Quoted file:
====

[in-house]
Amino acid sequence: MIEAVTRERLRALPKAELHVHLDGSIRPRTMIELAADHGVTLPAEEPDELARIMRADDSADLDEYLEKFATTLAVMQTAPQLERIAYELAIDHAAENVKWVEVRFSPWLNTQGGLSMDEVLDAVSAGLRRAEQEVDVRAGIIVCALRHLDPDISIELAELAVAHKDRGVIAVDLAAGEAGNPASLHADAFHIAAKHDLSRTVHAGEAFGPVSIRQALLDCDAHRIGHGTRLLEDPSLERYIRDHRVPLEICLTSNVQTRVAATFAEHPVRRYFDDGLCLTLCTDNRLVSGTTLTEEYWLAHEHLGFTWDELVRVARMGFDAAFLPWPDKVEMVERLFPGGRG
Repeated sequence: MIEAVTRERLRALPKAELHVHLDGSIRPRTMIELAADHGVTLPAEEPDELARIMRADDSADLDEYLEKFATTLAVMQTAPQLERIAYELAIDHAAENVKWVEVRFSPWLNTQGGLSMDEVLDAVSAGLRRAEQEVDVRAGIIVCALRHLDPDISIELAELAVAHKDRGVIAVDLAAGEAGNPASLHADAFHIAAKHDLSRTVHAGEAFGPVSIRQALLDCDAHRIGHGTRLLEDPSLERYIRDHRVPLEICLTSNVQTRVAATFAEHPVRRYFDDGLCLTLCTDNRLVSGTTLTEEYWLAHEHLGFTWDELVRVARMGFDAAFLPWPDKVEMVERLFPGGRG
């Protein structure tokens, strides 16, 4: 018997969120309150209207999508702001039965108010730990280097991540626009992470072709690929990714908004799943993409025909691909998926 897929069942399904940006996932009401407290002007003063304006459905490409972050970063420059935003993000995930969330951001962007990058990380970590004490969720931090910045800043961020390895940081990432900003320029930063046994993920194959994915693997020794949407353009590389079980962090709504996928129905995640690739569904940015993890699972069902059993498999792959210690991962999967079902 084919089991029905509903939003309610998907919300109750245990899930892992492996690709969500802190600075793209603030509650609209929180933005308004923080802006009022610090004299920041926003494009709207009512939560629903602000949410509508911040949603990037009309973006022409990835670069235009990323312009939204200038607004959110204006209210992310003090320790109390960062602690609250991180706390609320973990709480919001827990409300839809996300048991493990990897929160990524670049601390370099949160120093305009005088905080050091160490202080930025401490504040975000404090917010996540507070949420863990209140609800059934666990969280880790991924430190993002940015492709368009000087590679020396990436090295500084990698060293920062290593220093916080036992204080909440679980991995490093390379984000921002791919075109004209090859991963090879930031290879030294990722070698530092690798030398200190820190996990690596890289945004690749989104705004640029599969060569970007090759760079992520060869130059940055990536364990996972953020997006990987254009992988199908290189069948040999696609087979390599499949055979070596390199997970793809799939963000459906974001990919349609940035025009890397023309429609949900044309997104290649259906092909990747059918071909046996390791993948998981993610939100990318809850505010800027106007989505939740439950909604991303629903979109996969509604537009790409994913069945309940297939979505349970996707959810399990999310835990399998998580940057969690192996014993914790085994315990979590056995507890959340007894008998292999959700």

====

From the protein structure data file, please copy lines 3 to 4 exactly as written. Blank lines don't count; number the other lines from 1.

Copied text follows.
Repeated sequence: MIEAVTRERLRALPKAELHVHLDGSIRPRTMIELAADHGVTLPAEEPDELARIMRADDSADLDEYLEKFATTLAVMQTAPQLERIAYELAIDHAAENVKWVEVRFSPWLNTQGGLSMDEVLDAVSAGLRRAEQEVDVRAGIIVCALRHLDPDISIELAELAVAHKDRGVIAVDLAAGEAGNPASLHADAFHIAAKHDLSRTVHAGEAFGPVSIRQALLDCDAHRIGHGTRLLEDPSLERYIRDHRVPLEICLTSNVQTRVAATFAEHPVRRYFDDGLCLTLCTDNRLVSGTTLTEEYWLAHEHLGFTWDELVRVARMGFDAAFLPWPDKVEMVERLFPGGRG
């Protein structure tokens, strides 16, 4: 018997969120309150209207999508702001039965108010730990280097991540626009992470072709690929990714908004799943993409025909691909998926 897929069942399904940006996932009401407290002007003063304006459905490409972050970063420059935003993000995930969330951001962007990058990380970590004490969720931090910045800043961020390895940081990432900003320029930063046994993920194959994915693997020794949407353009590389079980962090709504996928129905995640690739569904940015993890699972069902059993498999792959210690991962999967079902 084919089991029905509903939003309610998907919300109750245990899930892992492996690709969500802190600075793209603030509650609209929180933005308004923080802006009022610090004299920041926003494009709207009512939560629903602000949410509508911040949603990037009309973006022409990835670069235009990323312009939204200038607004959110204006209210992310003090320790109390960062602690609250991180706390609320973990709480919001827990409300839809996300048991493990990897929160990524670049601390370099949160120093305009005088905080050091160490202080930025401490504040975000404090917010996540507070949420863990209140609800059934666990969280880790991924430190993002940015492709368009000087590679020396990436090295500084990698060293920062290593220093916080036992204080909440679980991995490093390379984000921002791919075109004209090859991963090879930031290879030294990722070698530092690798030398200190820190996990690596890289945004690749989104705004640029599969060569970007090759760079992520060869130059940055990536364990996972953020997006990987254009992988199908290189069948040999696609087979390599499949055979070596390199997970793809799939963000459906974001990919349609940035025009890397023309429609949900044309997104290649259906092909990747059918071909046996390791993948998981993610939100990318809850505010800027106007989505939740439950909604991303629903979109996969509604537009790409994913069945309940297939979505349970996707959810399990999310835990399998998580940057969690192996014993914790085994315990979590056995507890959340007894008998292999959700």